Tuesday, 28 November 2017

You're hired!

In case you're wondering, this article is all about the 'ridiculous-yet-mandated' phase of the Indian guys aged between 26-32, and that's called 'The Arranged Marriage'. I would define arranged marriage as a process that is purely linked to the age, job status, savings and assets of an individual which is forced upon him/her by the parents just for the sake of satisfying the needs of the society in order to live a guilt-free life. Trust me, this is exactly what is happening over the decades and the situation has worsened in the recent times. Increase in inflation and interest rates had a huge influence on the supply and demand. As we all are aware that the price of a commodity is determined by the interaction of supply and demand in a market, the same principle is applied here. You might be wondering what the hell arranged marriage has to do with the economics, but trust me, my friend, arranged marriage has nowadays turned into a 'business deal'. 

Let me walk you through what happened during my first meetup. Not so long ago, I was brainwashed by my parents and they got me agreed to meet a girl, who was a complete stranger to me. Not that I hate girls, I don't really understand the logic behind arranged marriages. Still, I was a little excited as it was my first experience and I wanted to endure it. I, along with my parents and grandparents (I know that sounds weird), was there at the bride's house. After minutes of being in a state of discomfort, I was finally made to talk one-on-one with the girl. The conversation went like this, 

Me: Hello! 
Stranger girl: *smiles and doesn't respond anything*
Me: *before I could speak, she interrupted*
Stranger girl: What's your take-home salary?
Me: *gave a stunned look and answered the question*
Stranger girl: Hmmm, well, what will be the hike in your salary you are expecting from your current organization the forthcoming year?
Me: *i was a little frustrated yet answered the question*
Stranger girl: Are you willing to relocate if everything goes well?

My frustration turned into irritation that reached its level of saturation. I literally felt like I was attending some final level HR interview seeking a job at a CMMI level 5 company (to be honest, that would've been way easier and less frustrating experience). There's a saying that goes like 'first impression is the best impression' and my first impression towards arranged marriage was completely ruined. But, this experience didn't let me down or made me feel terrible, instead, it made me analyze what went wrong with the process that was supposed to be fun and exciting turned into an utterly frustrating event. Upon further analyzing, I found it fascinating that how most of the things in the universe are interconnected with each other - like arranged marriages and job interview process.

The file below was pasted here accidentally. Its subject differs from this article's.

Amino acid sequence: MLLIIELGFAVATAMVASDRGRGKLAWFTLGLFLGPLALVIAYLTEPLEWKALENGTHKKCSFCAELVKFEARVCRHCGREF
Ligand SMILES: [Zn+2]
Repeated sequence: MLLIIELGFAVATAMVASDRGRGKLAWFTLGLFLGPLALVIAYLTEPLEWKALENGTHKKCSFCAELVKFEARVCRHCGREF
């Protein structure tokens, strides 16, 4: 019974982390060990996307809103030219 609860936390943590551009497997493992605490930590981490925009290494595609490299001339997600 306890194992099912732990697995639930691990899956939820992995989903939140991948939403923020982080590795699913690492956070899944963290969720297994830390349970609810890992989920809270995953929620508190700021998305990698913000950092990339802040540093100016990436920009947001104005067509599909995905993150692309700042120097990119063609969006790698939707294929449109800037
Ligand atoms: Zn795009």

Before getting further into the explanation, here is the categorization of the parties involved in the process of arranged marriage and their link to the job interview process. 

Marriage Bureau Agents - Job Consultants
Bride's Parents - Human Resource Managers
Bride - Project Manager
Bride's Uncle, Elder Brother or Sister - Interview panelists
Bride's Grandparents - On-site or offshore client

Friday, 29 April 2016

Hong Kong Layover

April 12th - CX 632 delayed by 3 hours.
April 13th - CX 632 delayed by 4 hours.
April 14th - No trace of departure of CX 632. There was a notice in Cathay Pacific website stating that all the flights to Hong Kong may experience a major delay due to extremely bad weather.
April 15th - CX 632 delayed by 4.5 hours.

This shattered my hopes. I booked my flight to LA in such a way that I've a good 7 hours layover at Hong Kong allowing me to sneak into the city and spend at least 3 to 4 hours exploring it. Delay means trouble. The more the delay the less the chances of sneaking into the city. I thought I was doomed. I was afraid that all the research and all the plans I've been making for the past two months, especially for Hong Kong, were going to be a waste. Then came the D-Day (the departure day), April 16th. I was at the airport at 10.30 pm on April 15th, that is 3 hours before the departure, and that's when I heard the golden words from the Cathay Pacific staff. The conversation went like this,